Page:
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Bowel associated dermatosis – arthritis syndrome: a case report


We report a rare case of Bowel Associated Dermatosis – Arthritis Syndrome in a young patient with complex Crohn's disease who presented with fever, arthritis, rash and worsening of diarrhea with abdominal pain, who promptly responded to a short course of steroids.

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Case Presentation

A 23 year old white male with a 4 year history of Crohn's disease presented with an acute two day history of malaise, fever, abdominal pain, vomiting and stomal diarrhoea. He complained of joint pains affecting the shoulders, elbows, wrists, metacarpophalangeals, knees and ankles. There was also a rash on the elbows, ankles and feet, which began as erythematous macules and evolved to vesico-pustular lesions followed by crusting. There was no history of sexual exposure or any intercurrent infection. He was on no regular medication, but had discontinued Pentasa 4 months earlier.

One month earlier he had undergone a laparotomy to excise a complex ileo-cutaneous fistula with blind tracts, and two weeks earlier a defunctioning ileostomy had been created in view of persistent abdominal pain. The cutaneous fistula had been present for a year, but was associated with a terminal ileal stricture and ileo-rectal fistula of at least 2 years duration. His bowel disease had been resistant to immunosuppressive drugs including azathioprine, corticosteroiods and three infusions of Infliximab a year earlier. There had been no extra-intestinal manifestations.

On admission to the hospital, he was thin, afebrile with a resting tachycardia of 125/minute. The rest of the cardio-respiratory examination was normal. The abdomen was minimally tender around the ileostomy without guarding or rebound tenderness. Examination of the skin revealed some pustules and crusts around the elbows, ankles and feet (Fig 1 and 2). The buttocks were spared. There were clinical signs of synovitis of the wrists, proximal interphalangeal and metacarpophalangeal joints, and also both ankles.

Figure 1
figure 1

Pustules and crusts around the elbows.

Figure 2
figure 2

Crusts around the ankles and feet.

Results of the laboratory tests showed a haemoglobin of 13.1 gm/dl, white blood count 15.8 × 109/L, platelets 585 × 109/L, C- reactive protein 37.7 mg/L and erythrocyte sedimentation rate 69 mm/hr. Urea and electrolytes, complement, urine analysis and microscopy were normal. Rheumatoid factor, antinuclear and antineutrophil cytoplasmic antibodies, cryoglobulins and Hepatitis B and C serology were negative. Transthoracic echocardiogram showed no signs of endocarditis, and multiple blood cultures were sterile. A skin biopsy from the ankle revealed a perivascular lymphohistiocytic infiltrate with prominent neutrophils and associated fibrinoid necrosis of vessels consistent with 'leukocytoclastic' vasculitis.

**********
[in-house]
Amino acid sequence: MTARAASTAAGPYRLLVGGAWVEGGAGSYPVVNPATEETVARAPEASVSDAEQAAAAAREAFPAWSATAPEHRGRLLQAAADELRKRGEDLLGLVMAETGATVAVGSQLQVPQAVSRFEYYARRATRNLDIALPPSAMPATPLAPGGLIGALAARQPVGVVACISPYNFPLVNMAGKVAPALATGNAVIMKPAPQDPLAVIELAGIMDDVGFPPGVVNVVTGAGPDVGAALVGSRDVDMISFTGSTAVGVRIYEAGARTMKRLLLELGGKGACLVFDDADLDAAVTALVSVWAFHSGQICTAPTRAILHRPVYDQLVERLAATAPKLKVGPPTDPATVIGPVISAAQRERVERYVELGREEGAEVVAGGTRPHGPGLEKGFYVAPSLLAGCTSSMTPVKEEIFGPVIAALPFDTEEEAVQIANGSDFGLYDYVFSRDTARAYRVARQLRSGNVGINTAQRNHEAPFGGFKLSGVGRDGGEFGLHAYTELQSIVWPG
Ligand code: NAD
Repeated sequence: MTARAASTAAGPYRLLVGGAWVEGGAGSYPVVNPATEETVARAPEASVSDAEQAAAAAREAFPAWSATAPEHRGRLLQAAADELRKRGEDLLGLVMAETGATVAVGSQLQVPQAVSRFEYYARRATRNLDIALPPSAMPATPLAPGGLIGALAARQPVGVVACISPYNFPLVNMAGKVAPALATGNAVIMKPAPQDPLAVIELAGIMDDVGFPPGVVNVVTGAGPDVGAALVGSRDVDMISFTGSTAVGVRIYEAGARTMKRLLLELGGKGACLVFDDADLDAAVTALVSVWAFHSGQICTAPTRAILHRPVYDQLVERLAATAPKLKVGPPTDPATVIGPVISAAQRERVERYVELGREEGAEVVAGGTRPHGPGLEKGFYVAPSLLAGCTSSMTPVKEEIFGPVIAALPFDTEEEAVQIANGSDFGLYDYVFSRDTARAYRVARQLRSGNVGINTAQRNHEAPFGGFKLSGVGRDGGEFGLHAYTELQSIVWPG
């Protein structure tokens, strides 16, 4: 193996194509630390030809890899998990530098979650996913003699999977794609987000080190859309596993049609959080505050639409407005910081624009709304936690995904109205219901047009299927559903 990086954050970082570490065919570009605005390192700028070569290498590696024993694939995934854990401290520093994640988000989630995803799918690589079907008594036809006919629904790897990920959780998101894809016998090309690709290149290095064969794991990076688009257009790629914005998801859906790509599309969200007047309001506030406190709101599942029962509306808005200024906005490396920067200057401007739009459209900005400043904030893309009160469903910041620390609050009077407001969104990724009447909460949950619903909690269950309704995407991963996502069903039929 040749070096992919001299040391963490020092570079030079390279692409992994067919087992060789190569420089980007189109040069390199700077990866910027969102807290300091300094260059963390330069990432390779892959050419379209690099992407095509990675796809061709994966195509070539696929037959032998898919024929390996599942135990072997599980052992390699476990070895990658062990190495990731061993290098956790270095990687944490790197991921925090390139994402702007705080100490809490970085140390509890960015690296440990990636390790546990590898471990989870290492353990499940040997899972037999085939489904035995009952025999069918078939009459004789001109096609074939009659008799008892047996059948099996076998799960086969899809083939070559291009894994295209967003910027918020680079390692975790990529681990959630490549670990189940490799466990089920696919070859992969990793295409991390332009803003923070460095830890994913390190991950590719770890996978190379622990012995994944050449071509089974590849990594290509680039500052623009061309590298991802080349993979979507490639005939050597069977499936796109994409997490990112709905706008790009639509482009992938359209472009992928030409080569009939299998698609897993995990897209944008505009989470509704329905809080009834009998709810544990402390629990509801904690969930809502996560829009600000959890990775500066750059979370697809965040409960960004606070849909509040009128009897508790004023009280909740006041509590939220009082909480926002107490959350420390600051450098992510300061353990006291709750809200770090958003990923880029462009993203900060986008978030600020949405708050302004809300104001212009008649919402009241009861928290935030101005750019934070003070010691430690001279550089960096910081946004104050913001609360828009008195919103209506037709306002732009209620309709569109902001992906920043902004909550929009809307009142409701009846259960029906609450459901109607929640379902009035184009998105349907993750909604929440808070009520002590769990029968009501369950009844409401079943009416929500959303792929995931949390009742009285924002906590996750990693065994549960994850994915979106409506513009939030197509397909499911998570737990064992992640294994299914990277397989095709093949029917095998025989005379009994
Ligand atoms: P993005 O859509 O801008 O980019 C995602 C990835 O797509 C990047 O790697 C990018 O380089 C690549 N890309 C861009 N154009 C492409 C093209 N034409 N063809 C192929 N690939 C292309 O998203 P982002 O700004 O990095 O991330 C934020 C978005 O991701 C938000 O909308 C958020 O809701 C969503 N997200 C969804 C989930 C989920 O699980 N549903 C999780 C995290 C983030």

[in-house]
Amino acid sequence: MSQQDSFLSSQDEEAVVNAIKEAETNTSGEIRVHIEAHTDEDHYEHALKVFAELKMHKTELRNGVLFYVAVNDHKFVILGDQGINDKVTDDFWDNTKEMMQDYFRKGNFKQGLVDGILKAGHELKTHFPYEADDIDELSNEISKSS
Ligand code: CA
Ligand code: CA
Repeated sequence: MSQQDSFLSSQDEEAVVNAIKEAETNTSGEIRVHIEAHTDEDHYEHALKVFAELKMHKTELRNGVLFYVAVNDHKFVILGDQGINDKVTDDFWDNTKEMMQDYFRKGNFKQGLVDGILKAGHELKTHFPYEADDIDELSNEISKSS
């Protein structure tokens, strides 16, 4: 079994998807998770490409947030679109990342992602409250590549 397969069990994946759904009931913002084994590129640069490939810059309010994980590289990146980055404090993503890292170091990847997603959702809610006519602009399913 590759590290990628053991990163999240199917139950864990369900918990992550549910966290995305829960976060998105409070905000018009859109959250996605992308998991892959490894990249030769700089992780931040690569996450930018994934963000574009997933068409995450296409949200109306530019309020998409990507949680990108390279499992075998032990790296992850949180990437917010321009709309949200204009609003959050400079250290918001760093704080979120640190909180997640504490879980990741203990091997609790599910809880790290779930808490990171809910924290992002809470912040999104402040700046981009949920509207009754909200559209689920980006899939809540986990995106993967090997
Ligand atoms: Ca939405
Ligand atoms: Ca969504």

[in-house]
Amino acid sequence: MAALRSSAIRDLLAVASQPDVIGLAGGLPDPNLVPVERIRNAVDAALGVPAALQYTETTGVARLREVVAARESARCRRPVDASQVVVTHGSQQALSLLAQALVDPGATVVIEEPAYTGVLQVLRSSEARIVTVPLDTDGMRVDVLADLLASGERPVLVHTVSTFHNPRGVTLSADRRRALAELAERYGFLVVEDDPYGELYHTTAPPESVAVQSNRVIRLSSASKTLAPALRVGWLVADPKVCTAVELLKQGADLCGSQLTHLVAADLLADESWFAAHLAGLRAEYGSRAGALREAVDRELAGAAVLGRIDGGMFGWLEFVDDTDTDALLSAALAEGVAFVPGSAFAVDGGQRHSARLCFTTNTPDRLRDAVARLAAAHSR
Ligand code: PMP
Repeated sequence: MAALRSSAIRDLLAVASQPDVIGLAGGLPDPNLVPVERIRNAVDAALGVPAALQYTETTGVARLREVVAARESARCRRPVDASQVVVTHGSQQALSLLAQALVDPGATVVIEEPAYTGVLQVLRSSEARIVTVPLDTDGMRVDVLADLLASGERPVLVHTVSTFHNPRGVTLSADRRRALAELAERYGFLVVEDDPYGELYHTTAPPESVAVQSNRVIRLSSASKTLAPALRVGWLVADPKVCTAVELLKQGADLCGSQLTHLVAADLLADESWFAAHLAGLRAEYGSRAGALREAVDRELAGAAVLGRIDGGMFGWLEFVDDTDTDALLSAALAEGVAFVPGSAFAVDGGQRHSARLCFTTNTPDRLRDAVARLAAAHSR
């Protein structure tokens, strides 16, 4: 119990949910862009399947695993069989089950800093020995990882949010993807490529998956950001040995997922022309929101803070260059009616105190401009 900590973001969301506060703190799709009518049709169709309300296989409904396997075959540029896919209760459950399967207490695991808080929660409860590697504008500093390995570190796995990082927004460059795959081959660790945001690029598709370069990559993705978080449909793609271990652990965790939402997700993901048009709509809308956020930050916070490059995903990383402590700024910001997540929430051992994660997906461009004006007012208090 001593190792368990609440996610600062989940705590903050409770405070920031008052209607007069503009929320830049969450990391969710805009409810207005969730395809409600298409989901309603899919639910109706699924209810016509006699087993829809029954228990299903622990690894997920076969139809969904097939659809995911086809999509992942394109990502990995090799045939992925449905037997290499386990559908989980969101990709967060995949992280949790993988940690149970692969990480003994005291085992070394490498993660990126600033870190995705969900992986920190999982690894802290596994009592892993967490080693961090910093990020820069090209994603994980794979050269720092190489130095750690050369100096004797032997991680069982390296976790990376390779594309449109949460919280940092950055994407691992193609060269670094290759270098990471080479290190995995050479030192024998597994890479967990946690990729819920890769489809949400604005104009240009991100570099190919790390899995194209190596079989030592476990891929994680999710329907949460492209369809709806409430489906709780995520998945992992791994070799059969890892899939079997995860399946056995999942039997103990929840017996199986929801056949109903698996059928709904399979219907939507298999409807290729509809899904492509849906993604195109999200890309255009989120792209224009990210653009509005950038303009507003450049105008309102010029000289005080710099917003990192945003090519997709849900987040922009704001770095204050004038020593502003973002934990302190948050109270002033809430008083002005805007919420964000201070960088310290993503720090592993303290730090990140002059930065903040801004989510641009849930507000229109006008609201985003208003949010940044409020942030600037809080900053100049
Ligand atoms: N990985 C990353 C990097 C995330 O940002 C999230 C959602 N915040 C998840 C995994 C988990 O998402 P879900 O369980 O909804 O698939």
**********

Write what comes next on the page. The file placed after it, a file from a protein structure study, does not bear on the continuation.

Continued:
He was commenced on 60 mg prednisolone per day leading to prompt and complete resolution of all features. The dose of prednisolone was rapidly tapered over the course of one month by the patient, faster than advised but without any recurrence over the following 3 years.


The "bowel bypass syndrome" is a well recognized complication of jejunoileal bypass surgery for obesity. This is characterized by an influenza-like illness in 10–20% of patients, with malaise, fever, non-erosive polyarthralgia or arthritis and the development of skin lesions [1, 2]. It has been proposed that bacterial overgrowth in a blind loop of bowel results in the formation of immune complexes, which enter the circulation and produce the clinical features [35]. The characteristic skin lesions appear in crops as small erythematous macules (less than 1 cm diameter) progressing through an indurated urticarial stage to vesiculo-pustular lesions over a 24 – 48 hour period, healing without scarring over about 2 weeks. Lesions may recur every 4 – 6 weeks, and on the lower limbs erythema nodosa-like nodules may be present [2, 6]. The distribution classically favours the upper trunk and extremities, and histology shows features of a neutrophilic dermatosis, similar to Sweet's syndrome, with leukocytoclasis but no fibrinoid necrosis [2, 6]. Joint symptoms are described as episodic, migratory and polyarticular, with involvement of the fingers and accompanying tenosynovitis, but no long term damage or deformity [2].